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China Daily (Canada) - - ACROSS AMERICAS -

Bei­jing is look­ing for­ward to for­mer Philip­pine pres­i­dent Fidel Ramos’ visit­ing China as a spe­cial en­voy and wants him to come as soon as pos­si­ble, For­eign Min­istry spokeswom­anHuaChun­y­ing said onWed­nes­day, the third day of the for­mer leader’s “ice-break­ing trip” to Hong Kong.

“China sticks to an open at­ti­tude to­ward all means of con­tact be­tween China and the Philippines, and wel­comesMr Ramos to China,” Hua said.

The spokes­woman called on the two sides to make joint ef­forts to im­prove bi­lat­eral ties, re­store dia­logue and co­op­er­a­tion, and push for­ward the healthy and sta­ble development of Chi­naPhilip­pines ties.

Ramos, 88, started a five­day trip to Hong Kong on Mon­day. He said he would meet “old friends” with links to of­fi­cials in Bei­jing.

Ramos told re­porters on Tues­day that he planned to meet with Wu Shi­cun, who heads the Na­tional In­sti­tute for South China Sea Stud­ies, a think tank on Hainan Is­land. He gave no other de­tails of his itin­er­ary.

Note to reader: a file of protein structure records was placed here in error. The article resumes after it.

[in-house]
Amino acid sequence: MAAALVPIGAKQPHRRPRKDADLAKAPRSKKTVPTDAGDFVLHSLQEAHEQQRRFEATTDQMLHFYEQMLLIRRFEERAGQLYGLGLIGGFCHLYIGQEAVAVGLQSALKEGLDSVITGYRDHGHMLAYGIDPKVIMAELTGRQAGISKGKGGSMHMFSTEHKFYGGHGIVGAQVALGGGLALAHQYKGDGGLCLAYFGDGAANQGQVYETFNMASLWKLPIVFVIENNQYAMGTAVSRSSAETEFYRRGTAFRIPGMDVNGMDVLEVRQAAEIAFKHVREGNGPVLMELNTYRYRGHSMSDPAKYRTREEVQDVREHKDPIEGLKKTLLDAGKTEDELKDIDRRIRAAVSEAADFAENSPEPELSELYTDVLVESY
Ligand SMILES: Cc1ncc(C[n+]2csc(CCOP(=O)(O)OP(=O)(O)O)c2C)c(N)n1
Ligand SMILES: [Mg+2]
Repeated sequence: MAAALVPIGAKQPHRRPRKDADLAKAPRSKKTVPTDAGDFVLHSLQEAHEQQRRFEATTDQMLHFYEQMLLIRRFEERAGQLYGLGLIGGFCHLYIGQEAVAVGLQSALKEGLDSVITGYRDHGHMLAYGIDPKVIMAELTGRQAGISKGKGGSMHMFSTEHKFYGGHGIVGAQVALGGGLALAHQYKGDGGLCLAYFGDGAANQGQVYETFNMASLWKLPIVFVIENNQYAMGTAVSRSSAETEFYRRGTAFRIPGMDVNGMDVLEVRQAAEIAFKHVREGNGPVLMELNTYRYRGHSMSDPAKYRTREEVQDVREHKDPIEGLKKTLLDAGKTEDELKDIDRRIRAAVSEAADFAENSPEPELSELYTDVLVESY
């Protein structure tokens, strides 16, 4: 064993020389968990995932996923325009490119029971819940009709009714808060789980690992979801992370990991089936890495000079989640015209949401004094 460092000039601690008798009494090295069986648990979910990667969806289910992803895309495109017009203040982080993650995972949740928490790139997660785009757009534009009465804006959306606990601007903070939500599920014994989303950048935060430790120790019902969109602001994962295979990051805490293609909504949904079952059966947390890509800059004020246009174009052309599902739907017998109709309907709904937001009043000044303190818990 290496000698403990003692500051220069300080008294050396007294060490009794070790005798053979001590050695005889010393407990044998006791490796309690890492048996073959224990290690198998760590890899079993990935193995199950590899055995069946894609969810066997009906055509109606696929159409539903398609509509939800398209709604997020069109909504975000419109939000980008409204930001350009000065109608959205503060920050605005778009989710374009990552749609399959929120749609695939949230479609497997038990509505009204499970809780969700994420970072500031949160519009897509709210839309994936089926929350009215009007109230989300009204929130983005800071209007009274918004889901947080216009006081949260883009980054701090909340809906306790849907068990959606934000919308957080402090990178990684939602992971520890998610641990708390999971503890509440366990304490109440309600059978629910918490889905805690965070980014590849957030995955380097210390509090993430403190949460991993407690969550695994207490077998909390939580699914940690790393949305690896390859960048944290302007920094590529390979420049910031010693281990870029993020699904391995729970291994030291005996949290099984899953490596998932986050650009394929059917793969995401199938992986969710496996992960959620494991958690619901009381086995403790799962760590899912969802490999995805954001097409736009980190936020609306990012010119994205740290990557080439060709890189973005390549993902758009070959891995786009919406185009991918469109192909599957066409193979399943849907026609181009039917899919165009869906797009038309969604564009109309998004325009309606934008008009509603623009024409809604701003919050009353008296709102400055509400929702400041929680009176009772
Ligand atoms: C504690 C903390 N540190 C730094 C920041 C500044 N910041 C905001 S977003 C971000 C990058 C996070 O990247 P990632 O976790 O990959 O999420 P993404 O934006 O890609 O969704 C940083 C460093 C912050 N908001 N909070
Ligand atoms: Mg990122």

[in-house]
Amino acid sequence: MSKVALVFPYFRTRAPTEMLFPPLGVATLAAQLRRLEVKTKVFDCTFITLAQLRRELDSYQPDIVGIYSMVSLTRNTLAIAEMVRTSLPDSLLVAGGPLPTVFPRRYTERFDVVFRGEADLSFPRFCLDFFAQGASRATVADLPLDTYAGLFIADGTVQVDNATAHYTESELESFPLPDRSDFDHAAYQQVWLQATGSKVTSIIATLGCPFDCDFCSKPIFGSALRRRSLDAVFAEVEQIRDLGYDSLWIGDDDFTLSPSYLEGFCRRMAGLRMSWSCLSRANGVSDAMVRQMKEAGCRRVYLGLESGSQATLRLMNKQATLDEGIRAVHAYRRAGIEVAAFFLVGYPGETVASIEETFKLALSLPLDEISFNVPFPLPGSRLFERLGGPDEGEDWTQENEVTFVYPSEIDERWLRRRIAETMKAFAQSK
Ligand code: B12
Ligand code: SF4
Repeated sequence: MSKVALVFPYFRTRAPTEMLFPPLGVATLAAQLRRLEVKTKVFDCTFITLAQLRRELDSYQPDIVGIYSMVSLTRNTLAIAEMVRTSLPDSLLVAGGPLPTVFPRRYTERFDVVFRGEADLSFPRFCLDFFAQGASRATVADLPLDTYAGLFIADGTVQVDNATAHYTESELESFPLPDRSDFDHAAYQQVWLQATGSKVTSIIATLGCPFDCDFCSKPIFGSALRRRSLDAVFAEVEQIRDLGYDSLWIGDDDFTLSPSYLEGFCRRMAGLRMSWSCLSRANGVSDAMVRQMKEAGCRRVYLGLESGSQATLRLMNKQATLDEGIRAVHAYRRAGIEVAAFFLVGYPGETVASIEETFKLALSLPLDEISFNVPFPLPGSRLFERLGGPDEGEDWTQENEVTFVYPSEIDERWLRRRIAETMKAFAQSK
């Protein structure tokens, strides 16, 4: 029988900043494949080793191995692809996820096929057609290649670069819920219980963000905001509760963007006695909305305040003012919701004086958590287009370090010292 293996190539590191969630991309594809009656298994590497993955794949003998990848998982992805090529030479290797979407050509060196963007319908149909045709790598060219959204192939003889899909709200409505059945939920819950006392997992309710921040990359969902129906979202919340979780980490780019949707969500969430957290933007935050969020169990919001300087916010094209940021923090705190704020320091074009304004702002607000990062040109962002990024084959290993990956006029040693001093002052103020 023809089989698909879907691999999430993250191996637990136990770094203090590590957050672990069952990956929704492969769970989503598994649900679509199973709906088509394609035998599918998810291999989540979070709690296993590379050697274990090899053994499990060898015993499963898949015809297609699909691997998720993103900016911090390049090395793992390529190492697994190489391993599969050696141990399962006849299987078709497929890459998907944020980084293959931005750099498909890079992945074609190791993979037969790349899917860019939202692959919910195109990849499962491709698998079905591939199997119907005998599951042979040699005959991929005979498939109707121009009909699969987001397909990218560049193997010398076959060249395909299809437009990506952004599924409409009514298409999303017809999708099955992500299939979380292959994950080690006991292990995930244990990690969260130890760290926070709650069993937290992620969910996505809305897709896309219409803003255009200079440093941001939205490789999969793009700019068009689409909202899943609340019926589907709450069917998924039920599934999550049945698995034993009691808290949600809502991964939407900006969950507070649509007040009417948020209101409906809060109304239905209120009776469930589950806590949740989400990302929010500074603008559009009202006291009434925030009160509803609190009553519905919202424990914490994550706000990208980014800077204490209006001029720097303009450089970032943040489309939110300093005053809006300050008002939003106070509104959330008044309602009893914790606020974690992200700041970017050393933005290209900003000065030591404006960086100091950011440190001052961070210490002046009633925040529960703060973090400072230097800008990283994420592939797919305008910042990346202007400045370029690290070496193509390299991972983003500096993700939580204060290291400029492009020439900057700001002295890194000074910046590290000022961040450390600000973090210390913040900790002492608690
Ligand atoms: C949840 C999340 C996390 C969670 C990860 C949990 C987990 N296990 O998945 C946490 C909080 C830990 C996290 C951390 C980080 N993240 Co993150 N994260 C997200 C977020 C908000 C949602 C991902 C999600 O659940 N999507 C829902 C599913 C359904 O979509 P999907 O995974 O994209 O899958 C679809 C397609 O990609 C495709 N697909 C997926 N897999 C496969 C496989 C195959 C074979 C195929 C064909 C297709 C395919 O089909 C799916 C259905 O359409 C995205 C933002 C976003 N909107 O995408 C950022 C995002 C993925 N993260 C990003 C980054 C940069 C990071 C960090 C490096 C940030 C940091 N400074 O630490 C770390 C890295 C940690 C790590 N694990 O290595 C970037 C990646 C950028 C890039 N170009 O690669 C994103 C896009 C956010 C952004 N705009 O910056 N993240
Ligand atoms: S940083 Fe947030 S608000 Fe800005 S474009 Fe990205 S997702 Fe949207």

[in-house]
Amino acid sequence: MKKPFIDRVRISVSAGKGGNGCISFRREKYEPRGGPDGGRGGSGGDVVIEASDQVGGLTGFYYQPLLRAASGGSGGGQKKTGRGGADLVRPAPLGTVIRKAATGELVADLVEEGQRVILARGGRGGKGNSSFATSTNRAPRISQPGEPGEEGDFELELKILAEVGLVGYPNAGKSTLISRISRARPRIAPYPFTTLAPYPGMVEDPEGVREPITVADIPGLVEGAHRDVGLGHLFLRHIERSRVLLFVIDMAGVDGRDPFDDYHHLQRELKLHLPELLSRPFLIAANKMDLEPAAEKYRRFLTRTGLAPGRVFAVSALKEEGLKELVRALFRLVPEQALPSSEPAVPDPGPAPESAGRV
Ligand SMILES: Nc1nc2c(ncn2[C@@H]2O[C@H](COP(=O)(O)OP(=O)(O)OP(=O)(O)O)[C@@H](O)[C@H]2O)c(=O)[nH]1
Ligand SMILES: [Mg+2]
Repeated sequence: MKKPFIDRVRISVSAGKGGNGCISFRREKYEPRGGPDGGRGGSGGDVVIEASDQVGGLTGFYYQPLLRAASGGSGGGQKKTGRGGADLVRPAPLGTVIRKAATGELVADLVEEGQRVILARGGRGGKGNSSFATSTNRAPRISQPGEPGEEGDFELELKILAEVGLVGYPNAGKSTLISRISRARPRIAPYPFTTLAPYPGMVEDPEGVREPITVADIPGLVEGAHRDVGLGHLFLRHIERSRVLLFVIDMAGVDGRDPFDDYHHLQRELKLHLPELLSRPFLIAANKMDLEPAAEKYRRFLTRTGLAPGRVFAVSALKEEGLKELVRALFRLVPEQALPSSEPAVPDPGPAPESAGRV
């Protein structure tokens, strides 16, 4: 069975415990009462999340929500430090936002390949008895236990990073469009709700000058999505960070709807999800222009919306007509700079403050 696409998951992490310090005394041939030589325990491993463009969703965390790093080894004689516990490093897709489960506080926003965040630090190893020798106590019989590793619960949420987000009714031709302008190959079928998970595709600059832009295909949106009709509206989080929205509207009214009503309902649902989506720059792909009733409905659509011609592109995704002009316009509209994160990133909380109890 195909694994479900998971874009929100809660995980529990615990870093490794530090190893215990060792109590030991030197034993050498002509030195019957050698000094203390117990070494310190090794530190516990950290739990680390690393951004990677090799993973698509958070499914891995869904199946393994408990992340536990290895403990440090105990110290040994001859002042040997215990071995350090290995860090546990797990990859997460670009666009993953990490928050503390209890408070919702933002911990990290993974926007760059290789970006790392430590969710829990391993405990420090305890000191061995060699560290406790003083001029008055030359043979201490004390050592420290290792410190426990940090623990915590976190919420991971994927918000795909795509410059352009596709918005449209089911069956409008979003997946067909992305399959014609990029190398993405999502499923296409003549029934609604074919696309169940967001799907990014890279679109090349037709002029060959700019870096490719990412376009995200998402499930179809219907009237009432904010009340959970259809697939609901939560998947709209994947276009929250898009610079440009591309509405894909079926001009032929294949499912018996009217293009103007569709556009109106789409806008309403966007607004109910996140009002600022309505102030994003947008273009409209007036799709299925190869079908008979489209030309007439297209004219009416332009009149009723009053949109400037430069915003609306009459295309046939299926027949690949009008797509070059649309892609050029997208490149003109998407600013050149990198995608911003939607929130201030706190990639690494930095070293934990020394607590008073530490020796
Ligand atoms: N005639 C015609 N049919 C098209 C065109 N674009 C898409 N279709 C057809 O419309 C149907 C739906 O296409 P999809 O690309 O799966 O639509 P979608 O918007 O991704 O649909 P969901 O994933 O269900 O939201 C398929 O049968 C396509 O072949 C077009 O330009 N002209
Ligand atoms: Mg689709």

Ramos de­fined the trip as “ice-break­ing”, af­ter bi­lat­eral ties were jeop­ar­dized by an ar­bi­tra­tion case ini­ti­ated by Pres­i­dent Ro­drigo Duterte’s pre­de­ces­sor, Benigno Aquino III.

Dur­ing Ramos’ time as pres­i­dent from 1992 to 1998, the two coun­tries eased ten­sions caused by con­fronta­tions over the Meiji Reef.

Delia Al­bert, for­mer sec­re­tary of for­eign af­fairs of the Philippines, told China Daily that she thinks the re­la­tion­ship could make progress with the meet­ings in­Hong Kong.

“I’m very happy to see Ramos visit­ing Hong Kong, be­cause he has many

China sticks to an open at­ti­tude to­ward all means of con­tact be­tween China and the Philippines.”

good friends there and he is also the main pro­moter of the Boao Fo­rum. More con­tact is very good,” she said.

Richard Hey­dar­ian, as­sis­tant pro­fes­sor of po­lit­i­cal sci­ence at Manila-based De La Salle Uni­ver­sity, said the Philippines is look­ing for in­vest­ments from China for its do­mes­tic development, but the cur­rent re­la­tion­ship is “ex­tremely toxic”.

This visit “hope­fully brings some nor­mal­iza­tion to it”, he said.

Chen Qinghong, a re­searcher in South­east Asian and Philip­pine stud­ies at the China In­sti­tutes of Con­tem­po­rary In­ter­na­tional Re­la­tions in Bei­jing, said that China and the Philippines can start com­mu­ni­ca­tions on some eas­ier top­ics first to cre­ate an at­mos­phere for dia­logue on sen­si­tive is­sues.

How­ever, he added that China’s stance on sovereignty will not be changed, since sovereignty is not a kind of com­mod­ity to trade.

Con­tact the writ­ers at an­bai­jie@chi­

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